With fewer City Council meetings during the summer months, I play catch-up in my job at City Hall, tackling tasks there isn’t time for the rest of the year. This summer, I’ve been working my way through Council minutes of past years, updating our resolutions list to improve efficiency.
|Portage la Prairie City Hall|
If you think Council minutes are not riveting reading, think again. Didn’t you always want to know which company won the bid for the supply of Hydrofluosilicic Acid in 1999 or who applied for a variation to allow the construction of a deck in their backyard in 2001?
Once in a while, I come across a tidbit of information in these public documents that is interesting only in hindsight. Go back far enough, and you can see where grants were approved for renovations to buildings that no longer exist. You see names of Council members and citizens who have died. You see the names of people who worked hard to develop our library, our arts and sports facilities, and so on. Their names stay on record.
In the Bible, there’s a cool story about a king who can’t sleep one night and asks for these types of records to be fetched and read to him. I guess he considered them a sure cure for insomnia. Instead—surprise, surprise—he discovers a good deed done for the kingdom but gone unrewarded. The king promptly sets out to rectify the situation. Mordecai is rewarded and the story’s villain is justly humiliated, all because the king decided to read those records late one night.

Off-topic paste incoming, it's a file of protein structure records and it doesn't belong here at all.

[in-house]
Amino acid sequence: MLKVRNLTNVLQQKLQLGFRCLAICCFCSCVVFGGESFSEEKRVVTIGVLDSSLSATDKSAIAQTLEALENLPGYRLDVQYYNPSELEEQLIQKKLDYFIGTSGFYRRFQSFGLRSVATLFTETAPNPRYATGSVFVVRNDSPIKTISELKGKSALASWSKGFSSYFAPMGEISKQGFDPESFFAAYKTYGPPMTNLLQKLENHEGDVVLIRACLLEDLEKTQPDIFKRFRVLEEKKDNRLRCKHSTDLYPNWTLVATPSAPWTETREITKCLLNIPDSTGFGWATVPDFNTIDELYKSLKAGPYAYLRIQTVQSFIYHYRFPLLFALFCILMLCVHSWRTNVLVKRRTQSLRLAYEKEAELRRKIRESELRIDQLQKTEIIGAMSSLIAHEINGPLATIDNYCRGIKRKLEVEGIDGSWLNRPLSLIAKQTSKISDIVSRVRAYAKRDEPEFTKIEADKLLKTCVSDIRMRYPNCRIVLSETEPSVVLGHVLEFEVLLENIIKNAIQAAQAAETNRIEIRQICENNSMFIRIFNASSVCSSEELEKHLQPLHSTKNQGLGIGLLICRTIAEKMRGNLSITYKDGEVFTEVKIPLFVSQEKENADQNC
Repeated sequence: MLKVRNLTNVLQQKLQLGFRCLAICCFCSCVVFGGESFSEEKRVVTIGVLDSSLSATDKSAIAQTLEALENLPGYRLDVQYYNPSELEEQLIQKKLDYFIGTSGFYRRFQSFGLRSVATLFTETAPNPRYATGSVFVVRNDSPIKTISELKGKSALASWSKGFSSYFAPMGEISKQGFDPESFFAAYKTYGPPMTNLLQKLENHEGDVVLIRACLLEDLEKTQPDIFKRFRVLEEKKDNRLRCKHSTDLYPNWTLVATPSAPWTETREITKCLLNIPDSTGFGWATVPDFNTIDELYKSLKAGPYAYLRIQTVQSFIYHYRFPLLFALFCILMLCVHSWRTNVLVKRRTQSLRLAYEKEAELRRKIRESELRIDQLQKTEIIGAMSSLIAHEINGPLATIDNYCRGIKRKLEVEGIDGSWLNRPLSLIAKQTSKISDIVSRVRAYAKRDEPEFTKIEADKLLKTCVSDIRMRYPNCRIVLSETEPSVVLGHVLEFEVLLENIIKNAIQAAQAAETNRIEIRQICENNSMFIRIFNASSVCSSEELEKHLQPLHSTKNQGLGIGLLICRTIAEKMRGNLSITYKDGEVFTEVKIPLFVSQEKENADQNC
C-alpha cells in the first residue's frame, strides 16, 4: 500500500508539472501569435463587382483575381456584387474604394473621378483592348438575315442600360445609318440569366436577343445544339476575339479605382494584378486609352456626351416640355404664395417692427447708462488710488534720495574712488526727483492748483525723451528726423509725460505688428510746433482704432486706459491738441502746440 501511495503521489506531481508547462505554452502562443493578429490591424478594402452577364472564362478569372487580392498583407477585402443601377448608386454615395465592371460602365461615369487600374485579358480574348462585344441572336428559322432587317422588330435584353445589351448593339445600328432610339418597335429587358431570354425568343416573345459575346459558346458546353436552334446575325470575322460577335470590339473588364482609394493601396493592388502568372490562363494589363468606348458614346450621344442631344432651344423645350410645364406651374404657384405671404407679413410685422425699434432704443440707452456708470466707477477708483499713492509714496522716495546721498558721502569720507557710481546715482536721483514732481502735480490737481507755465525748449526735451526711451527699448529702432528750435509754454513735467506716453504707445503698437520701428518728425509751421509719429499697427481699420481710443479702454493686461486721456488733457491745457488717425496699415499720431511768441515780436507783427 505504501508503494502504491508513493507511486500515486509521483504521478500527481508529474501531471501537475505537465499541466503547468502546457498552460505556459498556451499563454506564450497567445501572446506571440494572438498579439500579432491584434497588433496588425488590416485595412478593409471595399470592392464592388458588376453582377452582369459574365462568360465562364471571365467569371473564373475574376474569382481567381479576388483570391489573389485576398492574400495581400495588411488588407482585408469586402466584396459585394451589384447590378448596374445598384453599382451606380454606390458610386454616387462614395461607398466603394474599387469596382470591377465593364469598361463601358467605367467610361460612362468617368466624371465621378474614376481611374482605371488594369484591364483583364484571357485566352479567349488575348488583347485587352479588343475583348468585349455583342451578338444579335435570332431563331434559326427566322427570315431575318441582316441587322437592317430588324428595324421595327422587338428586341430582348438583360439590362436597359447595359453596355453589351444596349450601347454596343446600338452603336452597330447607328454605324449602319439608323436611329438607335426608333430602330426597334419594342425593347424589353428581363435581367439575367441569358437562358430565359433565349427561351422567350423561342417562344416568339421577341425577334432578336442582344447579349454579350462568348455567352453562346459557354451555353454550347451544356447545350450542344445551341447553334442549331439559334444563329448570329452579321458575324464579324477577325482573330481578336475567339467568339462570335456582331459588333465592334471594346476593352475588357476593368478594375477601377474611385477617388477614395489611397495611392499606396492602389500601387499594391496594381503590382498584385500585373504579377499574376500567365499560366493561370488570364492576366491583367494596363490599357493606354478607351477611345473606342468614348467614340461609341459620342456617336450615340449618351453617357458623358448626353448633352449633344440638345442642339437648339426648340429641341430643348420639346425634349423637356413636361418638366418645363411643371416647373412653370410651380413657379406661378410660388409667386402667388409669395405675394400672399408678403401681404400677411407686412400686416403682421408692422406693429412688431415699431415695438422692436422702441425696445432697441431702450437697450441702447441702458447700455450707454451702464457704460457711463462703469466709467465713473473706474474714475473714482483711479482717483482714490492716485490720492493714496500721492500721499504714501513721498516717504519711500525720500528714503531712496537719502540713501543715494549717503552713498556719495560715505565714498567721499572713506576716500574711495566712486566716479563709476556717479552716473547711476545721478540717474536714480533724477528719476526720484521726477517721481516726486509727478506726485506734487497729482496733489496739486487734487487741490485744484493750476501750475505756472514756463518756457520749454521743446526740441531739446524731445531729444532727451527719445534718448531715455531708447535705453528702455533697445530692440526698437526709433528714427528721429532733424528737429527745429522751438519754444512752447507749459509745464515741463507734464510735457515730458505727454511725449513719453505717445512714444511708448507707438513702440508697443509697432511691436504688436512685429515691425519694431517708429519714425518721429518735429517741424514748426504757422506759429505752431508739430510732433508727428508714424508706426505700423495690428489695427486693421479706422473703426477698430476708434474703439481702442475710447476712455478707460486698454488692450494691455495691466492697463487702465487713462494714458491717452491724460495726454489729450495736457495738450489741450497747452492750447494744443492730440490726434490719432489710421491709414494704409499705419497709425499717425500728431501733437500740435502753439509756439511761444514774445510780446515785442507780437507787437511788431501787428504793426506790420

I keep hoping I’ll come across something cool like that in the City’s council minutes. I could go to Council and say, “Looky here. In 1981, Jerry Maksymyk single-handedly diverted an army of man-eating lobsters away from Portage la Prairie and saved the whole town from a certain and gruesome demise. Overnight. With nothing more than a homemade dulcimer. While wearing only pajamas.”
And Council would erect a 7 foot tall statue of Jerry and his dulcimer in the centre of Heritage Square for future citizens to admire forever. Children would ask, “Was he really that tall?” And parents would solemnly nod. Eventually, the Legend of Jerry Maksymyk would circle the globe, and we’d all enjoy a holiday every year on Jerry Maksymyk Day. Someone would write a musical called Jerry and the Incredible Carnivorous Crustaceans. It would have its world debut at the William Glesby Centre and young performers all over the planet would vie for the role of Jerry. Council might even spring for some new jammies for Jerry.
Just an example.
Ever wonder what it might be like to have such a record of your own life? Every choice you’ve ever made, forever engraved with the date and either “Defeated” or “Carried” stamped boldly on the bottom? It could certainly settle a few arguments. Get you out of some pickles. Maybe even win you some rewards.
Believe it or not, such a list exists, and I ain’t talkin’ Santa Claus. It includes things you’ve forgotten and things you wish you could forget. Things deserving of reward and things you’d give anything to erase from the record.
There’s good news on both counts. But don’t take my word for it—I’ve been known to make stuff up. Grab the nearest Bible and check out II Corinthians 5:10, Psalm 130:3 & 4, and Romans 8:1 & 2.
It’s in the record.